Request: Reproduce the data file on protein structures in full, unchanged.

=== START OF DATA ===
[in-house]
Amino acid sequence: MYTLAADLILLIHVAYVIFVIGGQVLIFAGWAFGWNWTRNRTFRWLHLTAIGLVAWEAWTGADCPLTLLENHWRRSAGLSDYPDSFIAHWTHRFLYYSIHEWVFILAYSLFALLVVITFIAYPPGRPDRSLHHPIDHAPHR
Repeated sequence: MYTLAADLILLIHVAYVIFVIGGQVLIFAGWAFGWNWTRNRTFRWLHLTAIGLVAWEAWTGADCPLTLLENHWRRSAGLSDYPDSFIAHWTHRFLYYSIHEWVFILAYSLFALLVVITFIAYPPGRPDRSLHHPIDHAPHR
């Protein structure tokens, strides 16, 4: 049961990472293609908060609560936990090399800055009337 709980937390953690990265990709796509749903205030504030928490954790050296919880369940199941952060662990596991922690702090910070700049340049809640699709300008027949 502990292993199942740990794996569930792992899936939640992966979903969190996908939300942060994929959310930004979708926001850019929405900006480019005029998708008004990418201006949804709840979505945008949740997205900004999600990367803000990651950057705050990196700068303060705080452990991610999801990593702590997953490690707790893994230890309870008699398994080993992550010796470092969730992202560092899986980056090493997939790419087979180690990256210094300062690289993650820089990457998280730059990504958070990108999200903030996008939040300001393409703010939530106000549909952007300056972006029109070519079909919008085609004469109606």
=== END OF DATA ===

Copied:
[in-house]
Amino acid sequence: MYTLAADLILLIHVAYVIFVIGGQVLIFAGWAFGWNWTRNRTFRWLHLTAIGLVAWEAWTGADCPLTLLENHWRRSAGLSDYPDSFIAHWTHRFLYYSIHEWVFILAYSLFALLVVITFIAYPPGRPDRSLHHPIDHAPHR
Repeated sequence: MYTLAADLILLIHVAYVIFVIGGQVLIFAGWAFGWNWTRNRTFRWLHLTAIGLVAWEAWTGADCPLTLLENHWRRSAGLSDYPDSFIAHWTHRFLYYSIHEWVFILAYSLFALLVVITFIAYPPGRPDRSLHHPIDHAPHR
């Protein structure tokens, strides 16, 4: 049961990472293609908060609560936990090399800055009337 709980937390953690990265990709796509749903205030504030928490954790050296919880369940199941952060662990596991922690702090910070700049340049809640699709300008027949 502990292993199942740990794996569930792992899936939640992966979903969190996908939300942060994929959310930004979708926001850019929405900006480019005029998708008004990418201006949804709840979505945008949740997205900004999600990367803000990651950057705050990196700068303060705080452990991610999801990593702590997953490690707790893994230890309870008699398994080993992550010796470092969730992202560092899986980056090493997939790419087979180690990256210094300062690289993650820089990457998280730059990504958070990108999200903030996008939040300001393409703010939530106000549909952007300056972006029109070519079909919008085609004469109606």